Financially, cruise ships helped me pay off most of my college loans, pay exorbitant rent in San Francisco for the better part of one year and travel the world for free. I’ve been to 5 continents without spending a dime to get there. Our company also had this awesome system where you could defer your flight home. You would submit a paper 2 months in advance and just ask them to change your flight date. I could disembark a ship in Rome or London or Australia and stay a few days, but then the company would schedule my flight home for whatever day I picked.

I could also escort shore excursions for free; I ate so much free crab in Alaska that way. Man. I miss that crab. And I mentioned how much it cost to hang out in the bar. While on board, I would receive a weekly bar bill. On average, I spent about $30 a week and was making more than $700. I’d often spend another $50-$100 going out in port with my friends, but I was still coming out pretty far ahead.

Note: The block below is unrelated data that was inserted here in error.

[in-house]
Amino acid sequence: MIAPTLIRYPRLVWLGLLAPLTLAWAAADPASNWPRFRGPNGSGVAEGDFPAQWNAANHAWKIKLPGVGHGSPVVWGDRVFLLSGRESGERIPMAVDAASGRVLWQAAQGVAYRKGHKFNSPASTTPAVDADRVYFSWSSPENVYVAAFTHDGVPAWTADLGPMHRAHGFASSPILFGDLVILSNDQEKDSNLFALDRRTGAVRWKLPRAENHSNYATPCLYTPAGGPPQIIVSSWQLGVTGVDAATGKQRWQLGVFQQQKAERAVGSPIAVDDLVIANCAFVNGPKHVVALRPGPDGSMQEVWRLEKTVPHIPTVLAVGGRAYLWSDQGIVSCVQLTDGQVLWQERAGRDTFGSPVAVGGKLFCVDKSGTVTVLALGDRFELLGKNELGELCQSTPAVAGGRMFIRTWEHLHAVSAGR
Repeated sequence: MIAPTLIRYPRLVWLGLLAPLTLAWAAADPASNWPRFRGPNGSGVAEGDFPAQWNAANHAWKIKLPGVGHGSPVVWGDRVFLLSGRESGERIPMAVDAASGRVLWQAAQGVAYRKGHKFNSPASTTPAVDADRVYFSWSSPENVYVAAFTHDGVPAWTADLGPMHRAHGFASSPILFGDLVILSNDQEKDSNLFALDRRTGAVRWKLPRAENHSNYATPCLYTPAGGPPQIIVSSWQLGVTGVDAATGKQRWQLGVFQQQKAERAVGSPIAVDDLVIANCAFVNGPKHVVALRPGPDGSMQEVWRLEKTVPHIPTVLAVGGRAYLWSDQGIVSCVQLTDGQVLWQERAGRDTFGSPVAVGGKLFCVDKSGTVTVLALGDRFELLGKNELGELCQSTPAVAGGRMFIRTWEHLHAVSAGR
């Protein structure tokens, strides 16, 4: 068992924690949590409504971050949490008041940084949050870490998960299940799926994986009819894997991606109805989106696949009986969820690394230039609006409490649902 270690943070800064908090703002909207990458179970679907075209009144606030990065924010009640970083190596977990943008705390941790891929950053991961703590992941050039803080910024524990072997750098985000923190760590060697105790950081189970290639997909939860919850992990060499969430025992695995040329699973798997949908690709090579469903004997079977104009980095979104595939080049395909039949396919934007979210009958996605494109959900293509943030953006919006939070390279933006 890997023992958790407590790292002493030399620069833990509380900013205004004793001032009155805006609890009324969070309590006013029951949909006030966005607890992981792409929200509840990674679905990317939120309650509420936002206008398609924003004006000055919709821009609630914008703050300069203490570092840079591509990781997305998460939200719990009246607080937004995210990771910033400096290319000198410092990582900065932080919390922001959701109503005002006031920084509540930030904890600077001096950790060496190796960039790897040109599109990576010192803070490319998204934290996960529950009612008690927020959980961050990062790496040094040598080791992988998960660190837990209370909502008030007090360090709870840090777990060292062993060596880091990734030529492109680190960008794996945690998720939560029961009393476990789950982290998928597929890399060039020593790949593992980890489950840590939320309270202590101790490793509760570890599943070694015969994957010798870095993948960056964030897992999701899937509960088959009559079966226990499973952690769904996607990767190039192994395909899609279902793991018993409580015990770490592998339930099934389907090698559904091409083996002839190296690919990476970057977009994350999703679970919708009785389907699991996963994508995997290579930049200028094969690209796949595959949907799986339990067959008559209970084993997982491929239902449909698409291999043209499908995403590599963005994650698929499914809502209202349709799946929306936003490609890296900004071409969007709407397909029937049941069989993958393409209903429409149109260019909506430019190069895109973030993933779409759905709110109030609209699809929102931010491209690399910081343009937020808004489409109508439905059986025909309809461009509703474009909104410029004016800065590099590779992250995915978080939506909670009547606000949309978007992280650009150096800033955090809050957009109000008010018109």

Like I mentioned in the beginning, cruise ships aren’t for everyone, but if you’re looking for an adventure, or even a weird way to spend just a few months of your life, look into it! There are all sorts of positions on board from performers, youth staff, librarians and fitness instructors to IT technicians, carpenters, plumbers and waiters. Just Google a few lines and click through their career links.